Chloroform has been for a long time considered only as an anthropogenic contaminant. The presence of chloroform in forest soil and groundwater has been widely demonstrated. The frequent detection of chloroform in groundwater in absence of other contaminants suggests that chloroform is likely produced naturally. Compound-specific isotope analysis of chloroform was performed on soil-gas and groundwater samples to elucidate whether its source is natural or anthropogenic. The δ 13C values of chloroform (-22.8 to -26.2‰) present in soil gas collected in a forested area are within the same range as the soil organic matter (-22.6 to -28.2‰) but are more enriched in 13C compared to industrial chloroform (-43.2 to -63.6‰). The δ 13C values of chloroform at the water table (-22.0‰) corresponded well to the δ 13C of soil gas chloroform, demonstrating that the isotope signature of chloroform is maintained during transport through the unsaturated zone. Generally, the isotope signature of chloroform is conserved also during longer range transport in the aquifer. These δ 13C data support the hypothesis that chloroform is naturally formed in some forest soils. These results may be particularly relevant for authorities' regulation of chloroform which in the case of Denmark was very strict for groundwater (<1 μg/L).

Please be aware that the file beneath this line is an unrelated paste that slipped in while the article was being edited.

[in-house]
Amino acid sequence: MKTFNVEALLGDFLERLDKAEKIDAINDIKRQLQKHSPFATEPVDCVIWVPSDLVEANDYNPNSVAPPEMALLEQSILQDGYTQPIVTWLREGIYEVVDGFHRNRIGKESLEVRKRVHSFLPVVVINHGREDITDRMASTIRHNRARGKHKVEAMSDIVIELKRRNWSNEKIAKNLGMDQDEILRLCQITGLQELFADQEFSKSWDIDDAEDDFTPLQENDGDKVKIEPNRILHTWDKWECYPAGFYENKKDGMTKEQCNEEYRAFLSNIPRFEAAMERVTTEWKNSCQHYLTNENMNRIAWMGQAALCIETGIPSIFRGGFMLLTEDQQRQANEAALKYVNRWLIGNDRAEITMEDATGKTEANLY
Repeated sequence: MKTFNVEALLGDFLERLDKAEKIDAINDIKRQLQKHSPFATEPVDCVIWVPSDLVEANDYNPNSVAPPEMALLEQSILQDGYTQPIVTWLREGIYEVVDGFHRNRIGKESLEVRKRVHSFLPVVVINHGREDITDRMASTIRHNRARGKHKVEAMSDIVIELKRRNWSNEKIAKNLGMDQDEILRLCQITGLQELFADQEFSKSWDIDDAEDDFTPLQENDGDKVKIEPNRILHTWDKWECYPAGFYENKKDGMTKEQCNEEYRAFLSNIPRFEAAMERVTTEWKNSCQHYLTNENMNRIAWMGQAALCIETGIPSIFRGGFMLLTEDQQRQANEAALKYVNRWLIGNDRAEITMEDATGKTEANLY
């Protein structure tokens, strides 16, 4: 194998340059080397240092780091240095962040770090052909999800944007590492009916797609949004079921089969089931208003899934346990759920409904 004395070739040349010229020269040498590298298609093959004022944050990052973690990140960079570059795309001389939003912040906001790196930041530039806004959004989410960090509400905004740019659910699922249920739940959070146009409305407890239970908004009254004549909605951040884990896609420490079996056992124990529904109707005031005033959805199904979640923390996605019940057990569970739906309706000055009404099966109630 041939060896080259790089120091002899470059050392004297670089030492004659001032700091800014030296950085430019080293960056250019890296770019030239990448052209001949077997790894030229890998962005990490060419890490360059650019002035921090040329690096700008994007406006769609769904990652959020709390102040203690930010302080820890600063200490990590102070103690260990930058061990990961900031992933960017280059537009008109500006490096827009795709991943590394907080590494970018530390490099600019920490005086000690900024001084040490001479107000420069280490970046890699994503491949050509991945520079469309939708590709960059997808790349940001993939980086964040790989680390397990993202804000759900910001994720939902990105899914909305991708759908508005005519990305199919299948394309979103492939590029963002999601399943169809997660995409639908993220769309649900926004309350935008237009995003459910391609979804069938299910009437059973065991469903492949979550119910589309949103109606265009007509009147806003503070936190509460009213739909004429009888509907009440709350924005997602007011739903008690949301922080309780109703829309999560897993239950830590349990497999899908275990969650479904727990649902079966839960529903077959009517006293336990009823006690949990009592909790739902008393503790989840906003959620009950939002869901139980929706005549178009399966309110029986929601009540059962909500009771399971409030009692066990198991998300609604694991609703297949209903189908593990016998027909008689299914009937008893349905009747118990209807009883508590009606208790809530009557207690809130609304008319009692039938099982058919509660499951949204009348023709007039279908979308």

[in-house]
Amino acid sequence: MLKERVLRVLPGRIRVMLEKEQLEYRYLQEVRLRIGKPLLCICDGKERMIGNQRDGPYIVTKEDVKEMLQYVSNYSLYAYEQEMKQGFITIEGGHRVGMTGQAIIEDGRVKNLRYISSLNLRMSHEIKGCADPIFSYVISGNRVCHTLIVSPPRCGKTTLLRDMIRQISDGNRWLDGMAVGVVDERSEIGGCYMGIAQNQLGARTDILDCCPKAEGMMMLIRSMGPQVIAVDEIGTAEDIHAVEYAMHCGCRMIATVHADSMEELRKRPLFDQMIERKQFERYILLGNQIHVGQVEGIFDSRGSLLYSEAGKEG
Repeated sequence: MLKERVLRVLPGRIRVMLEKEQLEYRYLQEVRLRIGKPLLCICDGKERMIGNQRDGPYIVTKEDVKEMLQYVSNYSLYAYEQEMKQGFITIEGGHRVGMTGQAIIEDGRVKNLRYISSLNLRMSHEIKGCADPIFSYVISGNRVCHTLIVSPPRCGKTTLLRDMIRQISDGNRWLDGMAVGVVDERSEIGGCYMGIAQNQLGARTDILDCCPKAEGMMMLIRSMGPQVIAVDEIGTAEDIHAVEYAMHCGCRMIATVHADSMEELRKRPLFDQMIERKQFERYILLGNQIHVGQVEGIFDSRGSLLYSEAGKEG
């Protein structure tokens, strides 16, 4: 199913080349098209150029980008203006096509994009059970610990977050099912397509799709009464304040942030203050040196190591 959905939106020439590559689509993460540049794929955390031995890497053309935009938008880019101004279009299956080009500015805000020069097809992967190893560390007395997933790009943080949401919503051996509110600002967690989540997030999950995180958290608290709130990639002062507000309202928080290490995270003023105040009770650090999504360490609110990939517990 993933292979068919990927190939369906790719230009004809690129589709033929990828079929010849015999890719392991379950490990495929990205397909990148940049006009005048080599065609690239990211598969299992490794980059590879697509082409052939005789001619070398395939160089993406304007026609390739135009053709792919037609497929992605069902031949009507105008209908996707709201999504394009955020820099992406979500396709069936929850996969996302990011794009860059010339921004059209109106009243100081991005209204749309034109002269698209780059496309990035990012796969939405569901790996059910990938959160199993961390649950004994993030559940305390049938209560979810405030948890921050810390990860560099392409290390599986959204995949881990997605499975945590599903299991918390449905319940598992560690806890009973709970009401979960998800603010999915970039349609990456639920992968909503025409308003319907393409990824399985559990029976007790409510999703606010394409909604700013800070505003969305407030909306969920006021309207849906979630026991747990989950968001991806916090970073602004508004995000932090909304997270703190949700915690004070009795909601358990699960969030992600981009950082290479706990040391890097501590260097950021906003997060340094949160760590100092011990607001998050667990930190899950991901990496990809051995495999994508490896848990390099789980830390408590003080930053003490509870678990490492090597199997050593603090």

- Programområde 5: Natur og klima